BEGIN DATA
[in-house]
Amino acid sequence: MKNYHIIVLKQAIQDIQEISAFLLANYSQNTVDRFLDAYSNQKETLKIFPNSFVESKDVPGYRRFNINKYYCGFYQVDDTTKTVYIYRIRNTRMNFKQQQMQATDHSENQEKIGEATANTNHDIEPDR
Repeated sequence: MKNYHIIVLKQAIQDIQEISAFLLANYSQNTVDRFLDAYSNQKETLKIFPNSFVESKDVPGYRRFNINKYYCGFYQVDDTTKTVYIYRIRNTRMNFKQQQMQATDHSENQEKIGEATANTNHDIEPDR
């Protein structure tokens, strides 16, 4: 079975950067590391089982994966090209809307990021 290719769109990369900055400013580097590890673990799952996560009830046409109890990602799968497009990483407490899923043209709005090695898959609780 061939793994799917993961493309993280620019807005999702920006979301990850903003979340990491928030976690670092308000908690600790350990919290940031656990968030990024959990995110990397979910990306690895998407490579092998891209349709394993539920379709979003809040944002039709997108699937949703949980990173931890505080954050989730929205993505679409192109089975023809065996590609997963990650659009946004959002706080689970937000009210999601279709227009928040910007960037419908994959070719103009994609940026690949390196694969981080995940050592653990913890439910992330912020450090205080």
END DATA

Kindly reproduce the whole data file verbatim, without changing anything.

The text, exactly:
[in-house]
Amino acid sequence: MKNYHIIVLKQAIQDIQEISAFLLANYSQNTVDRFLDAYSNQKETLKIFPNSFVESKDVPGYRRFNINKYYCGFYQVDDTTKTVYIYRIRNTRMNFKQQQMQATDHSENQEKIGEATANTNHDIEPDR
Repeated sequence: MKNYHIIVLKQAIQDIQEISAFLLANYSQNTVDRFLDAYSNQKETLKIFPNSFVESKDVPGYRRFNINKYYCGFYQVDDTTKTVYIYRIRNTRMNFKQQQMQATDHSENQEKIGEATANTNHDIEPDR
């Protein structure tokens, strides 16, 4: 079975950067590391089982994966090209809307990021 290719769109990369900055400013580097590890673990799952996560009830046409109890990602799968497009990483407490899923043209709005090695898959609780 061939793994799917993961493309993280620019807005999702920006979301990850903003979340990491928030976690670092308000908690600790350990919290940031656990968030990024959990995110990397979910990306690895998407490579092998891209349709394993539920379709979003809040944002039709997108699937949703949980990173931890505080954050989730929205993505679409192109089975023809065996590609997963990650659009946004959002706080689970937000009210999601279709227009928040910007960037419908994959070719103009994609940026690949390196694969981080995940050592653990913890439910992330912020450090205080």